Darkest Hour stands apart from more routine historical dramas.
It could be a product of the widely-reported Golden Age of Television, but we are in a remarkable period of creative explosion when it comes to short-form animation. With the cancellation of NBC’s “Parks and Recreation” and “Hannibal,” a solid case can be made that the best show currently on network TV is animated—FOX’s consistently clever and even sweet family comedy “Bob’s Burgers” (seriously, if you’re not watching because you’re tired of the past-their-prime “Family Guy” and “The Simpsons,” correct that oversight). In terms of cable animation, FX’s “Archer” and Comedy Central’s “South Park” still produce solid laughs-per-minute numbers, but the most creative animation is coming to viewers through that content delivery system known as Cartoon Network. Whether it’s the daytime programming that skews more towards younger viewers but still maintains a surprising degree of creativity in shows like “Clarence,” “Regular Show” and “The Amazing World of Gumball,” or the primetime, more adult offerings of Adult Swim, which broadcasts the great “Rick & Morty” and will hopefully someday bring us more “The Venture Bros.,” there’s more inspired programming on The Cartoon Network than you might think. The most impressive of all (with the possible exception of “Rick”) is the gloriously odd “Adventure Time,” which recently had its fifth season released on Blu-ray and saw a second volume of coffee table books that examine the artistic approach to the program through their elaborate, inspired title cards. “Adventure Time: Season Five” is available now, as is “Adventure Time: The Original Cartoon Title Cards, Seasons 3 & 4” (and the first volume, “Adventure Time: The Original Cartoon Title Cards.”)
Those who know the saga of Finn the Human and Jake the Dog are nodding in approval, but perhaps you are not one of them. So what is “Adventure Time”? Running around 11 minutes in length, each episode of “Adventure Time” sprouts from the nostalgic part of your brain that used to play Dungeons & Dragons and thought “Legend” and “Willow” were pretty spectacular. At its core, it is a fantasy story about a boy named Finn and his talking dog named Jake, and their adventures in the mythical Land of Ooo. Along the way, Finn and Jake encounter dozens of friends and enemies, including Princess Bubblegum, Marceline the Vampire Queen and The Ice King. The narrative often feel like adult memories of childhood tales, adventures like those found in “The Neverending Story” filtered through modern, quirky sensibilities. The writing is sharp, and the animation is often remarkable. One short episode of “Adventure Time” takes eight to nine months to produce, and the hand-drawn approach reminds us of the art of animation that’s so often absent from 3D CGI feature family films.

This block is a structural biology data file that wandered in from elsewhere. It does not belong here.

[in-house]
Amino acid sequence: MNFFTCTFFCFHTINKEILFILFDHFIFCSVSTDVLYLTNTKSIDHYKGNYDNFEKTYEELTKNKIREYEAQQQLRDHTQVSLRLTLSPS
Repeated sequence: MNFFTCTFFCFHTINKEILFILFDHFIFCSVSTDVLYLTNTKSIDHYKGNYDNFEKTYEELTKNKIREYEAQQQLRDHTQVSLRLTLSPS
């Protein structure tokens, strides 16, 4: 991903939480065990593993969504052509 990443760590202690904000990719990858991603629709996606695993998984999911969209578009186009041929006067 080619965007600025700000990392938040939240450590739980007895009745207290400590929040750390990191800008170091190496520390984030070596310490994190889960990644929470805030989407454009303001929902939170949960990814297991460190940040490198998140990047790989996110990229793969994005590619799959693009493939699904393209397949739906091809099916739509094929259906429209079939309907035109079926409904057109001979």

There’s so much attention to detail in “Adventure Time” that it’s produced coffee table books from Titan, the second of which is now available. Every episode of “Adventure Time” has a title card into which more attention to detail is given than even fans of the show may grasp. In the books, each card is shown on one page with a brief description or detail about its creation on the opposite page, often with storyboards or alternate versions. For example, for episode 66, “Beautopia,” it's revealed that the title card was an homage to mid-twentieth-century advertisements for vacation resorts, drawn in an Art Deco style from the 1930s. It also purposefully was designed to mislead the viewer as to what would happen in the episode to come. A fake-out. In a 2-second image. That probably took a month to draw. That’s the attention to detail in “Adventure Time” that has won the show two Annies and two Emmys. These book are designed primarily for fans of the program, but could also be used to convince those skeptical about the artistic value of a Cartoon Network show that this is one worth checking out.
One way you could do so is through the just-released fifth season, which contains 52 episodes in glorious HD, along with a featurette about the show and animatic clips of its production. You also get all the episodes in digital form so you can take Finn, Jake and the gang with you and stream to portable devices. Next time someone talks about cartoons being just for kids or derides the state of TV animation as if it was better in our childhood (an odd bit of nostalgia that always blows my mind), show them an episode of “Adventure Time,” the most gloriously, addictively odd animation on TV.
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